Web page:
Feeling tired is a common side effect. Try to pace yourself and plan your day so you have time to rest. Gentle exercise, like short walks, can give you more energy. If you feel sleepy, do not drive or operate machinery.


This treatment may cause headaches. If this happens, tell your doctor or nurse. They can give you painkillers.

Loss of appetite

This treatment can affect your appetite. Do not worry if you do not eat much for a day or two. But if your appetite does not come back after a few days, tell your nurse or dietitian. They will give you advice. They may give you food or drink supplements.

Effects on the liver

Bosutinib may cause changes in the way your liver works. There is more risk of this in the first three months of taking bosutinib. Your doctor will take regular blood samples to check how well your liver is working during that time.

Fluid build-up

Fluid build-up (retention) can affect different parts of the body. Most commonly, it causes swelling of the ankles or swelling around the eyes. Drugs that make you pass more urine (diuretics) can help to get rid of some of the fluid. A short course of steroids may also be helpful. Usually, fluid build-up settles without treatment.

Sometimes fluid may collect in the lining of the lungs. This is called pleural effusion. Rarely, fluid collects in the tummy area (called ascites) or in the sac around the heart (called pericardial effusion).

Less common side effects

Muscle and joint pains

You may have joint or muscle pains, especially in your back. If this happens, tell your doctor so they can give you painkillers. Tell them if the pain does not get better. Having warm baths and taking regular rests may help.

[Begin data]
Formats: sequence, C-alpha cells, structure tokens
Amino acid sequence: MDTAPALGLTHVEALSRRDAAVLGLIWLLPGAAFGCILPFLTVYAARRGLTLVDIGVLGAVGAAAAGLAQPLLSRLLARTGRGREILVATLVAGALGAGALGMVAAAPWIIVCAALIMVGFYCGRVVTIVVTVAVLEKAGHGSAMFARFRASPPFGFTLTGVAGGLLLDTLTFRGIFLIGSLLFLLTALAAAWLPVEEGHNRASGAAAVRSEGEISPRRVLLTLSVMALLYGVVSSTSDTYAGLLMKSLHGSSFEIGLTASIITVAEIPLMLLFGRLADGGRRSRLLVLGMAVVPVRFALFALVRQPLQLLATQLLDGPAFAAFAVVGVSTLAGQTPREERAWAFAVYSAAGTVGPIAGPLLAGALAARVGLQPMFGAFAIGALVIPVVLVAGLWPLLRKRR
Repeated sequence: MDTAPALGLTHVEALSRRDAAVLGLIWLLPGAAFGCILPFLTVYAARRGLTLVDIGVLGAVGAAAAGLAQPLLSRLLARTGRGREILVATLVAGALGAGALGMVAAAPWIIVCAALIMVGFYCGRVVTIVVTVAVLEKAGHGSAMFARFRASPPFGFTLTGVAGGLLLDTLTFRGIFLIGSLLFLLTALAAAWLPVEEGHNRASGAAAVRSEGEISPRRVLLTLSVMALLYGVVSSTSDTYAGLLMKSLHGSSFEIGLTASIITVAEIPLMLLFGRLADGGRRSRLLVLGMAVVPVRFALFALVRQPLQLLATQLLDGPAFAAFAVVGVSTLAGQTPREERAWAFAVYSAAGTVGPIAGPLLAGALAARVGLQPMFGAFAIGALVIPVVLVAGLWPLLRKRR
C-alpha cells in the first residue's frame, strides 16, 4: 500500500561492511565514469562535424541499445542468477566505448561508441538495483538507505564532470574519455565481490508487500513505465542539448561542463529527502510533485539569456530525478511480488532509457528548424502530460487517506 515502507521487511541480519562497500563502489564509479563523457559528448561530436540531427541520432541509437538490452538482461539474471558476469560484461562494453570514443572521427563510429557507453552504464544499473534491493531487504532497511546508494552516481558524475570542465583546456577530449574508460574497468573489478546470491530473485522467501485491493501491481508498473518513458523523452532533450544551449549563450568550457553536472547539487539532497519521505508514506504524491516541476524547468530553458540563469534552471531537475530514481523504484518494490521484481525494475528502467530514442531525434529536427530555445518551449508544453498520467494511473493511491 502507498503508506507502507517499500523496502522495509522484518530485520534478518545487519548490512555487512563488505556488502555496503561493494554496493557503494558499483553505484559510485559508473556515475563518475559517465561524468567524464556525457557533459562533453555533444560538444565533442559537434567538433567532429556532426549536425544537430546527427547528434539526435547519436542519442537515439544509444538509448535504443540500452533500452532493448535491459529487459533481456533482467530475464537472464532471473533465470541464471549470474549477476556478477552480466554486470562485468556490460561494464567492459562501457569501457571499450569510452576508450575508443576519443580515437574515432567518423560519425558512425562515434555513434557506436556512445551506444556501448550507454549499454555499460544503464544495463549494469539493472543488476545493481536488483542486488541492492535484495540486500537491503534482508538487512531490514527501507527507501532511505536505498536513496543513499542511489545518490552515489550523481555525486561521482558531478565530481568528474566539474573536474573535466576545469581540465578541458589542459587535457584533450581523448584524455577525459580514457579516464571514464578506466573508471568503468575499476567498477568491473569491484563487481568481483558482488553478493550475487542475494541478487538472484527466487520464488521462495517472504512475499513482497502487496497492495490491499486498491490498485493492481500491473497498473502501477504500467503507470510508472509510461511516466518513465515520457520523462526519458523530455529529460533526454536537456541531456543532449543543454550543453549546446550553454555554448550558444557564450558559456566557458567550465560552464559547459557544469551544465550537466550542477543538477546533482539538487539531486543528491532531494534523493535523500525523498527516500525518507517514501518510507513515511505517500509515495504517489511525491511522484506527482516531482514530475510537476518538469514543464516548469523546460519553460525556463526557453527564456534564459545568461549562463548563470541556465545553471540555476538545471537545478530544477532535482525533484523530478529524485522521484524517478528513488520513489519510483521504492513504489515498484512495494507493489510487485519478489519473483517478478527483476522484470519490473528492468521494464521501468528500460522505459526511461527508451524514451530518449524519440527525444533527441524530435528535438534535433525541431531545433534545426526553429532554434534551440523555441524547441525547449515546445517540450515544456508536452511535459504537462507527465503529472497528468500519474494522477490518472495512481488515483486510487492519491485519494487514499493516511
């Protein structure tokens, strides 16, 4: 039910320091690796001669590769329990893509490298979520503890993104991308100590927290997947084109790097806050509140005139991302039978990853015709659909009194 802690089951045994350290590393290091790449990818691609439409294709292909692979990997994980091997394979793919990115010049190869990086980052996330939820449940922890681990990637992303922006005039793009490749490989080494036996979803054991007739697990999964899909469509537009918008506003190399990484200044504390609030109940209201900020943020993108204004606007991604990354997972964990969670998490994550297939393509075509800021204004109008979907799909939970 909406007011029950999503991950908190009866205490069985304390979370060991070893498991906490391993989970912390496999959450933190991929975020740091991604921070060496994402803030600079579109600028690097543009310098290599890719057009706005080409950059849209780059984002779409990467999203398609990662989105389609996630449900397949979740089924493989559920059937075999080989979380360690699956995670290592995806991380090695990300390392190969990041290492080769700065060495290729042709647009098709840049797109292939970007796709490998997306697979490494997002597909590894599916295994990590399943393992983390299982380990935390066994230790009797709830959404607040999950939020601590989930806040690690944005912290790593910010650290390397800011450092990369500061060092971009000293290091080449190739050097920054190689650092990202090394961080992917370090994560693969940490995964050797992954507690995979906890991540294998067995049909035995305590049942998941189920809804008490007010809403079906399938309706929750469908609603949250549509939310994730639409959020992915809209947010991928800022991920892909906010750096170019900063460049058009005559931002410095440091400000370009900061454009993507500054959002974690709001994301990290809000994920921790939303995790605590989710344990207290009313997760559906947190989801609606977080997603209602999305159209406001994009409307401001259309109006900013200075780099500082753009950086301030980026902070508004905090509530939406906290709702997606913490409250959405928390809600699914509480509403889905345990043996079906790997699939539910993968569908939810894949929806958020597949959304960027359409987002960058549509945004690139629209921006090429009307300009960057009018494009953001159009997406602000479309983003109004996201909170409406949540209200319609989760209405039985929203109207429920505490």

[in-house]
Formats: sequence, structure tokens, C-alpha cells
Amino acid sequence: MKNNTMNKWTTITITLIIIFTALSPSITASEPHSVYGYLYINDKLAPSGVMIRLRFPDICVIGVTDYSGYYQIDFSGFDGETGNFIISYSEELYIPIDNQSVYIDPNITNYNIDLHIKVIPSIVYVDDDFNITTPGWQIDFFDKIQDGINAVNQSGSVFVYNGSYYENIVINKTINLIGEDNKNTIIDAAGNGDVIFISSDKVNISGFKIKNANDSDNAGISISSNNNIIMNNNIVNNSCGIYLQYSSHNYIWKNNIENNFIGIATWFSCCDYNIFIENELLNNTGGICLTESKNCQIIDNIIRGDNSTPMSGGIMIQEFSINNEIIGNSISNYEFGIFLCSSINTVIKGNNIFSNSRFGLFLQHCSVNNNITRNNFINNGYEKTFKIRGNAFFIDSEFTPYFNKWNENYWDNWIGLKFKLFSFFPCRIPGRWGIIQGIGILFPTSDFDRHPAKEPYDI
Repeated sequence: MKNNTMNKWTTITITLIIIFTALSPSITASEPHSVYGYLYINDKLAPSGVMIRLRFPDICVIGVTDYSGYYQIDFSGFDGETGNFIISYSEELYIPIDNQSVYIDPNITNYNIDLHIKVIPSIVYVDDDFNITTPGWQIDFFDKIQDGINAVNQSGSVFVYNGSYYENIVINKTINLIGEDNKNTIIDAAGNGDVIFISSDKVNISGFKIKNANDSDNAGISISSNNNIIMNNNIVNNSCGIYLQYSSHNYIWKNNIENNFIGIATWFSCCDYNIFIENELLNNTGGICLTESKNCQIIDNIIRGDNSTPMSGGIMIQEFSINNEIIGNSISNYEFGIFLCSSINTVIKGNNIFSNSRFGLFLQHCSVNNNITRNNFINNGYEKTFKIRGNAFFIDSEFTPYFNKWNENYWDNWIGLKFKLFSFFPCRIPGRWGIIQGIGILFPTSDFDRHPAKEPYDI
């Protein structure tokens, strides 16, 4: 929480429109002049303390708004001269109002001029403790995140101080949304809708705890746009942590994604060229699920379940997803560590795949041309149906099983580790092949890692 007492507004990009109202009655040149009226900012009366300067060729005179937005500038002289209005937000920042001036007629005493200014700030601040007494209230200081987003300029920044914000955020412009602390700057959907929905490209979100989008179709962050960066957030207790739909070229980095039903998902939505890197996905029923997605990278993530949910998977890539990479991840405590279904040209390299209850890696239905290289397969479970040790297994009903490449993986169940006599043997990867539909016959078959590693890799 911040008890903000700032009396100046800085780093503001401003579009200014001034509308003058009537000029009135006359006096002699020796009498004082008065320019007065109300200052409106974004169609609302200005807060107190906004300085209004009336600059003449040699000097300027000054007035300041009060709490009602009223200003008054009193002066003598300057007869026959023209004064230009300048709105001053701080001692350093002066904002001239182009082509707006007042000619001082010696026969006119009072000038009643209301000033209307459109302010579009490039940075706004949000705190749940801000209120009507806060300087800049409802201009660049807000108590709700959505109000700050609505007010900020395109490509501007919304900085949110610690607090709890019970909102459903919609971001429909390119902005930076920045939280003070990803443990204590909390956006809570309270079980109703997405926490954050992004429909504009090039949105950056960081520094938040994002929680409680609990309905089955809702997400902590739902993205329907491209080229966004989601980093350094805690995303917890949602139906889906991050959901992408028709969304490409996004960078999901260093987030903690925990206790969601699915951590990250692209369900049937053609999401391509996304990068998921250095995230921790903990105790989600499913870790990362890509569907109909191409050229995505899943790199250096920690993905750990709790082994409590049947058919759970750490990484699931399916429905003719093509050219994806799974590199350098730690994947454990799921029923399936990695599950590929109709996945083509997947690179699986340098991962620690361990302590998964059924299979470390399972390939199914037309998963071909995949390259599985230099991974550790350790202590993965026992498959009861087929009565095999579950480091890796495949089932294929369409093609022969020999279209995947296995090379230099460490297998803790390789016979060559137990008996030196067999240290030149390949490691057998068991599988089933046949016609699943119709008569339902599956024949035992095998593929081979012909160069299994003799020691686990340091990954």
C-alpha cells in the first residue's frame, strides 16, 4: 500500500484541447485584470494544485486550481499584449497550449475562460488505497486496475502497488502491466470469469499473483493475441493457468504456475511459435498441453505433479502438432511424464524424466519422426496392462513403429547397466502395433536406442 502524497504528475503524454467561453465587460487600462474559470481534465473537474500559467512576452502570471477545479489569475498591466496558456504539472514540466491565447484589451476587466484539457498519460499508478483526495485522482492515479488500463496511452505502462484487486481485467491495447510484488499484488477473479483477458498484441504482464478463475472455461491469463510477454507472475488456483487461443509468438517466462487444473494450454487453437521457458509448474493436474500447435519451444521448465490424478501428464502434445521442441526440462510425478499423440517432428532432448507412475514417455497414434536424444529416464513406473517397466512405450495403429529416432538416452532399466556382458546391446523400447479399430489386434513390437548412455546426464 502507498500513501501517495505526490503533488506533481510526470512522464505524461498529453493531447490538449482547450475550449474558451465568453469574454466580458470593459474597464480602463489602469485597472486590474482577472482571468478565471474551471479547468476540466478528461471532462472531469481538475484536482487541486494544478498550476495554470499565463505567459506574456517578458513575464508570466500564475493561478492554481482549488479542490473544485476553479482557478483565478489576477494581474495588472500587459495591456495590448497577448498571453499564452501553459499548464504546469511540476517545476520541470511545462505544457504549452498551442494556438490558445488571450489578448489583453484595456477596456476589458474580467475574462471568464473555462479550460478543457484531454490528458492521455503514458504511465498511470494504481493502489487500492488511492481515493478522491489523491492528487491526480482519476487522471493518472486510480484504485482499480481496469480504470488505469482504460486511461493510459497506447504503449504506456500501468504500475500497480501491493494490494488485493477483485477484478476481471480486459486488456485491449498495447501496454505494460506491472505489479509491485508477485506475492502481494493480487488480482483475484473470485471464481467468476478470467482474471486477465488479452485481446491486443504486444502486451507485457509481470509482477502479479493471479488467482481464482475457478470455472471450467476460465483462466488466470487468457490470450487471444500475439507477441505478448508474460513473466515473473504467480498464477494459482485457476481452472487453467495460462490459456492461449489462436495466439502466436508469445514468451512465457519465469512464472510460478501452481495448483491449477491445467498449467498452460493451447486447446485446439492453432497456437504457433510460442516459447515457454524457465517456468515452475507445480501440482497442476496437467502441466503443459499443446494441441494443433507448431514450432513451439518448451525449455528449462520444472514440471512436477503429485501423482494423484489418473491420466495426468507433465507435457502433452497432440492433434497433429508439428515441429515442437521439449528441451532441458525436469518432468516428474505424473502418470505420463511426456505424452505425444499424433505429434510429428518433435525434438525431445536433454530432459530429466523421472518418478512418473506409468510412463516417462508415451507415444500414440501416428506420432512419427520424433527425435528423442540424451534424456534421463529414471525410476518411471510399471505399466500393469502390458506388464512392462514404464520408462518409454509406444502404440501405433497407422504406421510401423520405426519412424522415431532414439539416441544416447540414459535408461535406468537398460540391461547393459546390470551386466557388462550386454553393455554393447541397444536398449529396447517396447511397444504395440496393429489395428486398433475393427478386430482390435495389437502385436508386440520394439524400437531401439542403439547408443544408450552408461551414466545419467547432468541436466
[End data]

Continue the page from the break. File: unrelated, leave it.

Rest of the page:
Effects on the heart

This treatment can affect the way the heart works. You may have tests to see how well your heart is working. These may be done before, during and sometimes after treatment.

Contact a doctor straight away if you:

  • have pain or tightness in your chest
  • feel breathless or dizzy
  • feel your heart is beating too fast or too slowly
  • notice any changes to your heart rhythm.

Other conditions can cause these symptoms, but it is important to get them checked by a doctor.

Effects on the kidneys

You will have regular blood tests to check how well your liver and kidneys are working.

Hepatitis B reactivation

If you have had a liver infection called hepatitis B in the past, bosutinib can make it active again. Your doctor or nurse will talk to you about this and test you for hepatitis B.

Raised levels of uric acid (tumour lysis syndrome)

This drug may cause the cancer cells to break down quickly. This releases uric acid (a waste product) into the blood. The kidneys usually get rid of uric acid, but they may not be able to cope with large amounts. Too much uric acid can cause swelling and pain in the joints. This is called gout.

Your doctor may give you tablets called allopurinol (Zyloric®) to help prevent this. Drinking at least 2 litres (3.5 pints) of fluid a day will also help. You will have regular blood tests to check the uric acid levels.

Other information about bosutinib

Other medicines

Some medicines can affect this treatment or be harmful when you are having it. This includes medicines you can buy in a shop or chemist. Tell your cancer doctor about any medicines you are taking, including vitamins, herbal drugs and complementary therapies. St John’s Wort can make bosutinib less effective.


It is not known if bosutinib will affect whether you can get pregnant or father a child.

If you are worried about fertility, it is important to talk with your doctor before you start chemotherapy treatment. There may be ways to preserve fertility for men and women.


It is not advisable to become pregnant or father a child while taking bosutinib. This is because little is known about the effects of bosutinib on a developing baby.


Women are advised not to breastfeed while having this treatment and for some time afterwards. This is because the drugs could be passed to the baby through breast milk.

Medical and dental treatment

If you need medical treatment for any reason other than cancer, always tell the doctors and nurses that you are having cancer treatment. 

Give them the contact details for your cancer doctor so they can ask for advice.

If you think you need dental treatment, talk to your cancer doctor or nurse. Always tell your dentist you are having cancer treatment.